Meg Whitman -- remember her? -- is back in the news as she gets ready for her first major public appearance since losing last year's governor's race. Don't know if anybody cares, but the Chron's on it.
From the Chronicle's Joe Garofoli: "Meg Whitman is back! And in a big way, as part of
Double-Republican Comeback Tour. She's one of only two keynoters at a
conference Tuesday in Dallas that's sponsored by the George W.
Bush Institute on how
to grow the economy."
"Not only is this Meg's first major speech since losing
the California Guv race last fall, this is W's first remarks on the economy as
a former president. (Yes, that's the same George W. Bush who was president
when the economy tanked.)"
"Meg and Dub are there to introduce the 4% Project. No,
it's not named for the percentage of the Latino vote Meg received last November."
So what happens now with the budget? Talks are dead, Brown's on a road trip and the clock is ticking. The Chronicle's Wyatt Buchanan takes a look.
"Democrats in the state Senate raised the prospect of closing some University of California campuses, shortening the school year and reducing the number of law enforcement officers as they began considering what California would look like if the Legislature took an all-cuts approach to solving the budget deficit."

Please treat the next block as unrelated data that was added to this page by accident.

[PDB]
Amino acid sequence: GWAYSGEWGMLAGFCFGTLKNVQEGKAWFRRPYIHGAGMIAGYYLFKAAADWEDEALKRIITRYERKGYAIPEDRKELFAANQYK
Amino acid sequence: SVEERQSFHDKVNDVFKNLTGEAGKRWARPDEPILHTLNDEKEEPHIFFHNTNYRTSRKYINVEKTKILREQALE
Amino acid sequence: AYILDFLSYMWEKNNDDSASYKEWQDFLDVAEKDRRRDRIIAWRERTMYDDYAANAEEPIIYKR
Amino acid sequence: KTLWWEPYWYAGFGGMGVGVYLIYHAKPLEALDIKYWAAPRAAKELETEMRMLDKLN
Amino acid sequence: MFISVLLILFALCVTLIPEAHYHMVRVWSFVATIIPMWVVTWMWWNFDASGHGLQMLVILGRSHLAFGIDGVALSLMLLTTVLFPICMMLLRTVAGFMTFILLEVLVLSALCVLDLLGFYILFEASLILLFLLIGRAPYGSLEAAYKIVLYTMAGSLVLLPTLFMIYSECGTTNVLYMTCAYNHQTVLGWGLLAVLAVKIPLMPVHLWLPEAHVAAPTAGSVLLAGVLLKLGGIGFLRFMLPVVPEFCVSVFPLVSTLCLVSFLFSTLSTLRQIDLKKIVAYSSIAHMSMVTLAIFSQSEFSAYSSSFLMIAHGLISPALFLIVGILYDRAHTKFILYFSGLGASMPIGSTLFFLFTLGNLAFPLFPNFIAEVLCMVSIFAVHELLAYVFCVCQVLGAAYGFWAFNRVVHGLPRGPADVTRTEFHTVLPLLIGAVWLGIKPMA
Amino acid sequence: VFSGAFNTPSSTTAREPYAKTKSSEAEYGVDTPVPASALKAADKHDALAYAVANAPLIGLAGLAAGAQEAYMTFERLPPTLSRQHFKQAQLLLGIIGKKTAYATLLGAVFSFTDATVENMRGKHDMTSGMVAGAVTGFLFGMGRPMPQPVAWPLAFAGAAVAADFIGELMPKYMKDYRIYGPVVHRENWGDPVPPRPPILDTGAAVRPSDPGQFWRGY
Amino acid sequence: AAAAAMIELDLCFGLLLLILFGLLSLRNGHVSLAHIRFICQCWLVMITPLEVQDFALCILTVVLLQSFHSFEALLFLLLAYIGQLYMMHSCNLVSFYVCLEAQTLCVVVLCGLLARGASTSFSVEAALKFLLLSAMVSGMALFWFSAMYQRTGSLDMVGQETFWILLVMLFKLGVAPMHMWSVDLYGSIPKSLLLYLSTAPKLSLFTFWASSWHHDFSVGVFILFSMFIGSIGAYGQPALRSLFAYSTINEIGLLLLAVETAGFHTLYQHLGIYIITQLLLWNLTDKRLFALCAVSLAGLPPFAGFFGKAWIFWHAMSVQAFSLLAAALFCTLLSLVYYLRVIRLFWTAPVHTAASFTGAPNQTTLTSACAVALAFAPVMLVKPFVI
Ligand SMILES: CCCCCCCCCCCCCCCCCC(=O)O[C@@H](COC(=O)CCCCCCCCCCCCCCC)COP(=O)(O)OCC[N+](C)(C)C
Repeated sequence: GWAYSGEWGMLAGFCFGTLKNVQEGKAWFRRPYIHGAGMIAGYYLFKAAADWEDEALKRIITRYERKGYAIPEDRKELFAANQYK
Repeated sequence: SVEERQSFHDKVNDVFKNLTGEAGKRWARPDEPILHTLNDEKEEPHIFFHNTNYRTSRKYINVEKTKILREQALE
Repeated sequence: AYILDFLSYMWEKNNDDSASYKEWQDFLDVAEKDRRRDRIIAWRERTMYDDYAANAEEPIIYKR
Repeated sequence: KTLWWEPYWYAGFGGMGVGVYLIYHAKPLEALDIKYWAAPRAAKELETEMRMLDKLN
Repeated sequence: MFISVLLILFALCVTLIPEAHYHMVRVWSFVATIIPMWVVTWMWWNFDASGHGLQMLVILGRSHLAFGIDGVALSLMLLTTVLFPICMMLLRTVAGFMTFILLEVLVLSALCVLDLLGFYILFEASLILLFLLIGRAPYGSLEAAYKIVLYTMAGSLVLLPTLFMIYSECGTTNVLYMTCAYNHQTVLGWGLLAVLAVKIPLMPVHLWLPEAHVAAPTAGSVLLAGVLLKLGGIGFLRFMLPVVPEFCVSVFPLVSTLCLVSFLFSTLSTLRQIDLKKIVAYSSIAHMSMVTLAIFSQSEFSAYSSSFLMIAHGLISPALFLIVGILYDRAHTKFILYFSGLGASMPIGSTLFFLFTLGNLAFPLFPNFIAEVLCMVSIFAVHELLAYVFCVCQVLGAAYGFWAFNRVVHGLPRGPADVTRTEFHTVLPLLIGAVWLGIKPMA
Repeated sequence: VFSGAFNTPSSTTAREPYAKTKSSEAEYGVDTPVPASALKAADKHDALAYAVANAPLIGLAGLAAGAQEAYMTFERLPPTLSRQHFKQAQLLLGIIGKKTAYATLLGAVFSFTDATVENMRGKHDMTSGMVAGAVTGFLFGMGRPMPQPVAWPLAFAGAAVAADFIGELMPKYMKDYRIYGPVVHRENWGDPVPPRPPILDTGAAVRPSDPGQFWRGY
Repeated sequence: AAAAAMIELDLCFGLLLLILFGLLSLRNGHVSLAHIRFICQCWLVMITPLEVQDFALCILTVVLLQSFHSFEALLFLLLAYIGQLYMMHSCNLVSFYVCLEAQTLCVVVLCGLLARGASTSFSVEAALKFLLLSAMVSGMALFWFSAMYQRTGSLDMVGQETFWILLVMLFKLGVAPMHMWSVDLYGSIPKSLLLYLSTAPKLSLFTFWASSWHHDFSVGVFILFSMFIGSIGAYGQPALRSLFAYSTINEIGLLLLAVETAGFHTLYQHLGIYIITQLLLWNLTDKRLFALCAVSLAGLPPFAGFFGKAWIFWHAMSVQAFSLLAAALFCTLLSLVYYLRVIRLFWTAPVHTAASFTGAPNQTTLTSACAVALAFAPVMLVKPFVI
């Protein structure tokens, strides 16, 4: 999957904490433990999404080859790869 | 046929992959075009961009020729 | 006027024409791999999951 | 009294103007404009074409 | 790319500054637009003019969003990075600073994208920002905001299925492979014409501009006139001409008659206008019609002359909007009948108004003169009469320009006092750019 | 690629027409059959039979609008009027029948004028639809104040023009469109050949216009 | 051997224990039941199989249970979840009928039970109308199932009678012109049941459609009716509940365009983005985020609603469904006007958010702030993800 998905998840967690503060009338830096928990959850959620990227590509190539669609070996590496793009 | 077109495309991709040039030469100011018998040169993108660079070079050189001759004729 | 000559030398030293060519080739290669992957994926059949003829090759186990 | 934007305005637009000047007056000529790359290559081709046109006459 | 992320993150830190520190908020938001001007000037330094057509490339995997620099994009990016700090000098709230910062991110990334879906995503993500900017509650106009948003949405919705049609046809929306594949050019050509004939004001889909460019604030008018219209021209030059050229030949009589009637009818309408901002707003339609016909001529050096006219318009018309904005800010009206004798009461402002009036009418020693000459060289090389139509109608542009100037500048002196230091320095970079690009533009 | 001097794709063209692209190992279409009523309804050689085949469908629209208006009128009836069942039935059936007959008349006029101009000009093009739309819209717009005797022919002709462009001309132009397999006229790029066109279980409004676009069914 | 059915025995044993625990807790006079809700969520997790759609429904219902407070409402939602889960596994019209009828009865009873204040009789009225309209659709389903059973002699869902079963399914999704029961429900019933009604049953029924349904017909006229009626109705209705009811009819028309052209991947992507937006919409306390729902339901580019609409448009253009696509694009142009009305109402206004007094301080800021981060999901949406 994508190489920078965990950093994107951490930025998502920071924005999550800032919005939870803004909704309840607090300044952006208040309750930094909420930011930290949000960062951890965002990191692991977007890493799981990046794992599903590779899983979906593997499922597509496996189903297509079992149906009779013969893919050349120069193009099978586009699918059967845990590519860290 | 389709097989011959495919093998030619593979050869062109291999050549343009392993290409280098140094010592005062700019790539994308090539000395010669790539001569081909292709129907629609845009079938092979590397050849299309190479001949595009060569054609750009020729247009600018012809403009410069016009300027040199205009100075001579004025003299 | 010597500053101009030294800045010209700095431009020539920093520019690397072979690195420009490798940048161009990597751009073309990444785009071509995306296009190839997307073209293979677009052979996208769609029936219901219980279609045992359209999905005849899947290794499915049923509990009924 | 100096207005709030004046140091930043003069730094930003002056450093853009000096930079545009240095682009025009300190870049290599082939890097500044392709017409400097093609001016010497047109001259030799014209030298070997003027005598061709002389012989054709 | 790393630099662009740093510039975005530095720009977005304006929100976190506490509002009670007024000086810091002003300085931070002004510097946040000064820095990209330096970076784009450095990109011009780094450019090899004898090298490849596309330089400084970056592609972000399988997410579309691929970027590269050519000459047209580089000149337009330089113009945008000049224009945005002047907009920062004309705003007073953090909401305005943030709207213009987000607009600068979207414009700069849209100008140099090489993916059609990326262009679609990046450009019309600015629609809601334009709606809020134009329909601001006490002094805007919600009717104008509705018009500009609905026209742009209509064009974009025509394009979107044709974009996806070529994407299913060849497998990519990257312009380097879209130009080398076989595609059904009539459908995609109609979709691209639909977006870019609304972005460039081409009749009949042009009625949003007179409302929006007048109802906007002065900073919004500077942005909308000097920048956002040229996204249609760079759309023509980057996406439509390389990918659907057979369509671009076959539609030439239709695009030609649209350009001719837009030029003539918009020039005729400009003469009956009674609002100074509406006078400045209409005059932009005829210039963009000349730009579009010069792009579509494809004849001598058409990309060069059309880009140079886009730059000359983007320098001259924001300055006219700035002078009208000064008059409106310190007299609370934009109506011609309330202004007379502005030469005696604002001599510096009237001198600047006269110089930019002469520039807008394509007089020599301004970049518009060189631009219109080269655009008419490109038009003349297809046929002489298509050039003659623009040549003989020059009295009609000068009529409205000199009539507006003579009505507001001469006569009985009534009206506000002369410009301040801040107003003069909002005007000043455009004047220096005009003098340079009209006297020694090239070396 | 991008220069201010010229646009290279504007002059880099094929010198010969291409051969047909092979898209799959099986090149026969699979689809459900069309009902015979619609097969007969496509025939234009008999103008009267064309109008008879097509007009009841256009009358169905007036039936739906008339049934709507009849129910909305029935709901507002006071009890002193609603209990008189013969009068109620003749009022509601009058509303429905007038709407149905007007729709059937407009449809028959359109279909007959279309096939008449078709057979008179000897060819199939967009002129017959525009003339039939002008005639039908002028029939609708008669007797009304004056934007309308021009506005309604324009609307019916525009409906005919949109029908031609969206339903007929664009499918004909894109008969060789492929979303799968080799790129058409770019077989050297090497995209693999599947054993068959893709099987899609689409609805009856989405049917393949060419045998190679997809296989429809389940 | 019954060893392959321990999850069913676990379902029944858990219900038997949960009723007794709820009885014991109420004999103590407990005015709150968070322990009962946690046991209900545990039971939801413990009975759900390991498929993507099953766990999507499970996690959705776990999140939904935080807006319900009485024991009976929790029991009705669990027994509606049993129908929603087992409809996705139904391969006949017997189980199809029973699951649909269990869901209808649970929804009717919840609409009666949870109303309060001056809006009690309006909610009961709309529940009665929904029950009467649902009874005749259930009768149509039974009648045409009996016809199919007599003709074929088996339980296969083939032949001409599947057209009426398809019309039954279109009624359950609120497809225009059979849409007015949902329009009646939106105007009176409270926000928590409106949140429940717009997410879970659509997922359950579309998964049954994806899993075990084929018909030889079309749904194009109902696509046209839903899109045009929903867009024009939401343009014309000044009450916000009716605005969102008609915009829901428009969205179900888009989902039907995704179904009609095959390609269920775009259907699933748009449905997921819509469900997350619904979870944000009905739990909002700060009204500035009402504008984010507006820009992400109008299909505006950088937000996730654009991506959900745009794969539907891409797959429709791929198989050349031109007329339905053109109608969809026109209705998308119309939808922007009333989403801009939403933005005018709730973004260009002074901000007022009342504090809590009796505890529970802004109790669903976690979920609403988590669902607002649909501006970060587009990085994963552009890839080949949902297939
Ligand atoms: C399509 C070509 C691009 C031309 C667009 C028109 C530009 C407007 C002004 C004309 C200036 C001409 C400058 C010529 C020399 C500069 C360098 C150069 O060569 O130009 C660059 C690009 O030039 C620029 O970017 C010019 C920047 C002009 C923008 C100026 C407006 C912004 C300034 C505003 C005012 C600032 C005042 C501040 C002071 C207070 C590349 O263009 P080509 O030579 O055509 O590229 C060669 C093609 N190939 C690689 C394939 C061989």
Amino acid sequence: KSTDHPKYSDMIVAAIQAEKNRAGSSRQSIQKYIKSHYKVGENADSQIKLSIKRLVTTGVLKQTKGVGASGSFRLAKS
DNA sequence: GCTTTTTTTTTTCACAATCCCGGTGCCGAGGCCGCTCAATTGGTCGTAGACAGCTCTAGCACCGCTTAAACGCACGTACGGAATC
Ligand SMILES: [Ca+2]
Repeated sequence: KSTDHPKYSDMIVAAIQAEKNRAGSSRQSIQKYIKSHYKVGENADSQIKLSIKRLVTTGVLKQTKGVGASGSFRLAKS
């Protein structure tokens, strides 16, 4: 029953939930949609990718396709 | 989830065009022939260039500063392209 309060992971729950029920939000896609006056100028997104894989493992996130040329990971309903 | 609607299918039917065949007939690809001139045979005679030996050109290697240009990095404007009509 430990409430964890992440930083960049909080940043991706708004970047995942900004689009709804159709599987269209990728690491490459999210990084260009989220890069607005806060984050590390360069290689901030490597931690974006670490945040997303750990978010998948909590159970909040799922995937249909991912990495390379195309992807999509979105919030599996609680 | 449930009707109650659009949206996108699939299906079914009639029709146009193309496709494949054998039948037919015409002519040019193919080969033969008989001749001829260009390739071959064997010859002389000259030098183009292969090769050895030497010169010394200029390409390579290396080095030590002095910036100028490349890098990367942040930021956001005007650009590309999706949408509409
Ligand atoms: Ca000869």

"A hearing on the all-cuts option, the first of several in the coming weeks, was held as Gov. Jerry Brown prepared to travel to Southern California today and Saturday on the first leg of a statewide tour intended to pressure Republicans into allowing voters to decide whether taxes should be used to help erase the deficit."
"The Democratic governor will be at an elementary school in Riverside this morning - in the district of the Senate Republican leader - and in another Republican's Orange County district on Saturday. Republicans have launched their own tour of the state to make the case against taxes."
One piece of California's budget is the reliance on a relatively small amount of wealthy people, whose taxes serve as the crucial foundation of the spending plan. The OC Register's Brian Joseph tells the tale in HealthyCal.
"...Roughly a quarter of the state’s General Fund revenue
comes from the personal income tax of Californians earning $300,000 or more — a
group of tax filers that’s smaller than the population of Stockton."
"California faces another multi-billion-budget deficit in
part because these rich taxpayers are making less money. Today, many of
California’s wealthiest residents earn much of their money not from salaries
but from the return on investments. When the economy is good and they’re
recording capital gains from selling stocks or real estate, their personal
income skyrockets. But when the economy is bad — like it is now — those capital
gains dry up. And California suffers."
"For example, from 2007 to 2008, the most recent years for
which tax data is available, Californians earning $300,000 or more saw their
tax liability drop by $7.4 billion, according to figures collected by the
Franchise Tax Board. That, of course, coincides with the collapse of the
housing market and the larger U.S. economy."